Hit Points are weird. This is hardly news, I know. Entire volumes have been dedicated to providing some sort of logical justification for them as an abstraction of health, luck, mobility and anything else that comes along. They might literally represent progressive injuries, but more often they represent you slowly getting tired and generally roughed up until things get really bad.
We've trained ourselves to be comfortable with this in a lot of games, but it always hits a little resistance when we add in guns. We have a harder time abstracting away the effect of guns for a number of reasons, the biggest being that it's very hard for us to reconcile the idea that a hit with a gun can be casually shrugged off. That cuts to the core of the "health" component of hit points and makes it difficult to sustain. We can imagine the occasional grazing hit, but those quickly strain credulity. On the other hand, using hit point purely as luck or agility to produce retroactive misses is pretty dull, and especially frustrating when players have guns to tell them their hit is a miss, but it's really a hit, you see.
One solution to this (beyond making guns stupidly high-damage weapons) is to decouple the scariness of guns from HP damage and instead reflect it with effects or conditions, and that definitely works well, especially if you want to introduce guns into an existing game.
But if you want to do guns from scratch, as in to just do a simple firefight with 4e, a more drastic departure might be in order, one that's been on my mind.
The idea on my mind is to turn Hit Points into a more generic pool, perhaps just called luck, reduce them, and make them a component of _defense_ rather than damage. The trick for this is the addition of Defense actions, At-Will interrupt actions available to all characters to represent things like diving out of the way or making a block. These actions do something descriptive, and also raise the character's defense by the number of "Hit Points" spent. In the fiction, the _action_ creates a miss.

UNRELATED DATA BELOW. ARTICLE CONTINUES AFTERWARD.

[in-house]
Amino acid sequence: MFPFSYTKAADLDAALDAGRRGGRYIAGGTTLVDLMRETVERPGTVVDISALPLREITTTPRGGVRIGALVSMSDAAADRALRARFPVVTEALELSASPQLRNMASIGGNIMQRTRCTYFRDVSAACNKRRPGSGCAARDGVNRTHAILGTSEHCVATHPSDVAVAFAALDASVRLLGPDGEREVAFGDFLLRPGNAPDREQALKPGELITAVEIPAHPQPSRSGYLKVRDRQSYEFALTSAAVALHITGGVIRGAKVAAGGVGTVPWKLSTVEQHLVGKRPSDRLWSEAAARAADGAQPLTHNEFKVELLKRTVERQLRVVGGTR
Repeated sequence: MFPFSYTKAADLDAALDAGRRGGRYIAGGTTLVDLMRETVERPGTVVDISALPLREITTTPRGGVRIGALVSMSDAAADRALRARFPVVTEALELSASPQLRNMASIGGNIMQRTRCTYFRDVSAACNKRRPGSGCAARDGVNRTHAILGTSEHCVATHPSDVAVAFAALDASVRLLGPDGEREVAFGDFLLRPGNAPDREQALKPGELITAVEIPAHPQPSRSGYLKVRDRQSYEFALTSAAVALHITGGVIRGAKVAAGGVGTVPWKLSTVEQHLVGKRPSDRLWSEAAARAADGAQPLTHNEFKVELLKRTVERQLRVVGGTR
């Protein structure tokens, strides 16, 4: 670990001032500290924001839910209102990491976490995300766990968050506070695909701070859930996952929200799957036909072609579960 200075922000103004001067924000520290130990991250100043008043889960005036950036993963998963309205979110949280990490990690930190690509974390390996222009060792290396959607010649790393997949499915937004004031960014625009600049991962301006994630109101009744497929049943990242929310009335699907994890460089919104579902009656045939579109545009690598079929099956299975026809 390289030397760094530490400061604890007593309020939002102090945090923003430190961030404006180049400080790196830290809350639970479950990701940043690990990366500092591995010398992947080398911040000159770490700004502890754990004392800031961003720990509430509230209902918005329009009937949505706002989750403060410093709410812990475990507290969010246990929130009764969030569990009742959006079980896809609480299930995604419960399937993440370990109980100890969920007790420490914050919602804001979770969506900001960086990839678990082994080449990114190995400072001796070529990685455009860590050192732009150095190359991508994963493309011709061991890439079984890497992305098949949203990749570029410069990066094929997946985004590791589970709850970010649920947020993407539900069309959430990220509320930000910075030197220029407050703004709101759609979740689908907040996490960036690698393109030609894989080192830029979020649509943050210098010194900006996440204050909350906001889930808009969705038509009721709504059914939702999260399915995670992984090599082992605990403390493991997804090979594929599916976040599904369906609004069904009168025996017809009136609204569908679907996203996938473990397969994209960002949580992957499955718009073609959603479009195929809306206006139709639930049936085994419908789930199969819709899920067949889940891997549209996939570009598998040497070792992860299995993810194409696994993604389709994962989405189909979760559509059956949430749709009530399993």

Mathwise, the result is very similar - HP slowly ablate from hits - but descriptively it creates a much clearer sense of when a hit connects and does damage.
Speaking of damage, this would of course call for a slightly different damage system, some sort of injury model. Perhaps an injury threshold - if an attack that hits rolls damage in excess of the threshold, you're out. If not, reduce threshold by the # of dice rolled, representing an issue.
It's still a kind of loose idea in my head, but some part of me has been wanting to take the quick play of Gamma World and drop it into something closer to Feng Shui (except, perhaps, with Planescape cosmology). This is a bit too much of a departure for straight D&D, but for a departure in the same style as Gamma World, it might be reasonable.